What Our Judges Say About Judging the International Brewing & Cider Awards

Oliver Wesseloh, Kreativ Brewery, Hamburg

“I’ve not judged at this competition before and it’s very different to others, where you judge against guidelines for a long list of categories. As a result, a category in this competition can include quite different beers; ‘ales’ could include a wheat ale, a brown ale, a British IPA. The beers that win here are the ones that, once tasted, you would order again, or recommend to a friend.”  

Rob McCaig, Asahi Breweries Europe

“This is one of the most enjoyable competitions to judge, thanks to the need to reach a consensus decision on winners through discussion with other judges. We had some great conversations, in the judging room and outside it. The broader categories rather than the stricter guidelines of other competitions make judging very different, and also mean that the beer’s commercial worth assumes a vital role, which is the right approach.”

David Nicholls, Moa Brewing, New Zealand

“The judging process here is very enjoyable; judges are looking for beers that they think will be a commercial success, rather than ones that are closest to proscriptive style guides. Including the commercial worth criteria is really important; innovation is encouraged, but it has to be tempered with the commercial reality of making beers that consumers will want to drink. This competition rewards those beers that achieve that balance.”

Kaori Osita, Minoh Beers, Japan

“I hadn’t judged at a competition outside Japan before, and found this very different. The atmosphere is very positive, with judges looking to find the good points in every beer – though of course they can’t all win. I enjoyed the discussions with other judges and being part of this very beer-focused environment.”

Gabe Cook, National Association of Cider Makers UK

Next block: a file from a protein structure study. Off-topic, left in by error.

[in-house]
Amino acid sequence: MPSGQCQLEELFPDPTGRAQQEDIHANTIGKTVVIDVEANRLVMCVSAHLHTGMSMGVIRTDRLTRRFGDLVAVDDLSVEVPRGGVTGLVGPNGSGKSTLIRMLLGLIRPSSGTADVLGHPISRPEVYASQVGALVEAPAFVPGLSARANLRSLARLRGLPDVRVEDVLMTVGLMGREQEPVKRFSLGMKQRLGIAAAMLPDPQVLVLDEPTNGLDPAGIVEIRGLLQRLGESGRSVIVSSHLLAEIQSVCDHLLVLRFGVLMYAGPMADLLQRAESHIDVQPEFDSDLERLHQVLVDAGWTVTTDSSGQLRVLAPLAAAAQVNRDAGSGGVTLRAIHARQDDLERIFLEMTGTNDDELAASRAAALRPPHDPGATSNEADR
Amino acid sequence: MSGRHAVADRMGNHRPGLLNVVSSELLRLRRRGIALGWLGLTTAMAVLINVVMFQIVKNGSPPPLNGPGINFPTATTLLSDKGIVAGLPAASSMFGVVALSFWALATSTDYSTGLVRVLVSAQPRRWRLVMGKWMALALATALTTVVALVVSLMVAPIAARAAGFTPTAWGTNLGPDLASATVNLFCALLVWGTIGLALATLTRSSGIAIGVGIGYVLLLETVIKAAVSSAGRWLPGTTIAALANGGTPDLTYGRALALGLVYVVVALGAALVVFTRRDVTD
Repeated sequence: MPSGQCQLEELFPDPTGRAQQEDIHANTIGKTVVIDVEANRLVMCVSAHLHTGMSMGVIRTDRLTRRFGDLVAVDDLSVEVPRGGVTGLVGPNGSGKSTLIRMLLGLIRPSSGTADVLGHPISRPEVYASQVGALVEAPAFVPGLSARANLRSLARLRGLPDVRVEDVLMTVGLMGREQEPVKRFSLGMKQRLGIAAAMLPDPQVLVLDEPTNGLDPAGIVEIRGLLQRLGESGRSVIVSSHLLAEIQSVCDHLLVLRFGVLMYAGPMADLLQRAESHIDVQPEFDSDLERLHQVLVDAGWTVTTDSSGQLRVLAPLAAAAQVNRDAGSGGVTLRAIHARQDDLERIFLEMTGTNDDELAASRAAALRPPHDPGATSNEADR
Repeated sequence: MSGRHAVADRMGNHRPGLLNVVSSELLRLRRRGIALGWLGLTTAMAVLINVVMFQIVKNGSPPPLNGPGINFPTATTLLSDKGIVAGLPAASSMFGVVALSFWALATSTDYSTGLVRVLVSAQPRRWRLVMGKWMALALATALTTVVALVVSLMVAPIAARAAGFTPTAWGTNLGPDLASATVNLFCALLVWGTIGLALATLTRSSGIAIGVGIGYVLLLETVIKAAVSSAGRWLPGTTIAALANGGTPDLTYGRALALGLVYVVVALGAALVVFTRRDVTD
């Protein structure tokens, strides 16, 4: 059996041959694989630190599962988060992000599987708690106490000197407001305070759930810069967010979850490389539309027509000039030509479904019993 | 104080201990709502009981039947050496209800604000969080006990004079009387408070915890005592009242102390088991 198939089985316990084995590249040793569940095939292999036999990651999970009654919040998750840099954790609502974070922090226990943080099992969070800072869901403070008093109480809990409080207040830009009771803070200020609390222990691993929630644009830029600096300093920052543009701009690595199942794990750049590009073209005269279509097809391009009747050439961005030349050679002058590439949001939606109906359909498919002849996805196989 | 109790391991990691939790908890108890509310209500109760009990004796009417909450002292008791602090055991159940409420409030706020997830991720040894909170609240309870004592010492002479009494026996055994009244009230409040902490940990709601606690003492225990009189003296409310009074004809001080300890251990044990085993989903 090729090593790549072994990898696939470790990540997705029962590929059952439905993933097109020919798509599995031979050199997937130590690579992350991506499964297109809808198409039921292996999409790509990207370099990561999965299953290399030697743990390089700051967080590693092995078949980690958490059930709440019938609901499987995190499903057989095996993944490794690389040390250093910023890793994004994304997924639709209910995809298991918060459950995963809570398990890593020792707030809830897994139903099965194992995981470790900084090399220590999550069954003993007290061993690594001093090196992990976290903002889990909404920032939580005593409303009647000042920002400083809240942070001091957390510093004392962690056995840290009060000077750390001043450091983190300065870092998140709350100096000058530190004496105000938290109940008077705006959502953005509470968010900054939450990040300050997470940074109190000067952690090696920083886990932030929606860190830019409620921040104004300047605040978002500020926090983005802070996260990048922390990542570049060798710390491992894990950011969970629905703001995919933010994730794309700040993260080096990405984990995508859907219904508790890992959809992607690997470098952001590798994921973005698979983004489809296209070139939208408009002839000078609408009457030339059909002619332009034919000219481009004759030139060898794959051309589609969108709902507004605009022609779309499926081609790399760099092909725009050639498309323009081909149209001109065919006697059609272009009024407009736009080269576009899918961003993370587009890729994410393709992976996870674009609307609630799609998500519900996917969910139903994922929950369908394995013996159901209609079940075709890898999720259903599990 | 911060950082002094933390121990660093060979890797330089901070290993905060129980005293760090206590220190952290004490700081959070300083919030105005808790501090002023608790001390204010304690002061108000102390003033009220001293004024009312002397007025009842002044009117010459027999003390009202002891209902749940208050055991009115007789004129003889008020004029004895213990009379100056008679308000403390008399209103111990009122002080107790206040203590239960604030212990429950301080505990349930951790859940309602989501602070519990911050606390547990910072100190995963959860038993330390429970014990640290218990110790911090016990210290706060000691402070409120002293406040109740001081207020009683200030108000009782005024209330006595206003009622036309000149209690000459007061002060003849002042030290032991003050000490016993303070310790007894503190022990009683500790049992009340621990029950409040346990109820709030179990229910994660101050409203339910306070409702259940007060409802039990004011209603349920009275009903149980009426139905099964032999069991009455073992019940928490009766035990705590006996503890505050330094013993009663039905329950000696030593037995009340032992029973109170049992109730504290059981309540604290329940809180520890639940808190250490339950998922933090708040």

“As a judge at the first cider competition in Burton, in 2013, I have watched with delight its development over the last four years – as evident in the growth in the number of entries, from 40 to over 100 in this year’s event.

“I’m also very proud to have been part of the design of the cider classification system for the 2017 event.  Crucial to the thinking was to enable cider makers from anywhere in the world, with differing  heritages, fruits and methods of production, to enter products into classes and be confident that these ciders were being judged fairly and being judged to type.

“Of great excitement, for me personally, was the level of innovation.  The influence of craft beer and wine making was clear to taste, but all ciders were judged entirely on merit – nothing was awarded an unwarranted high score simply by virtue of being a ‘novelty’.  How fantastic, therefore, to have a spicy Canadian Saison Perry, a bold and fruity New Zealand interpretation of French Cidre Demi Sec and a bone dry, Styrian hopped Austrian cider all achieving success.

“This International Cider Awards can quite legitimately live up to the billing of its name, a showcase of what the world of cider looks like in 2017.  But it doesn’t stop here.  Only three continents registered awards this time around, which leaves three more. But, quality ciders are already being made in South America, Africa and Asia, so it’s only going to be a matter of time before they start hitting the same heights.  These are exciting times, indeed.”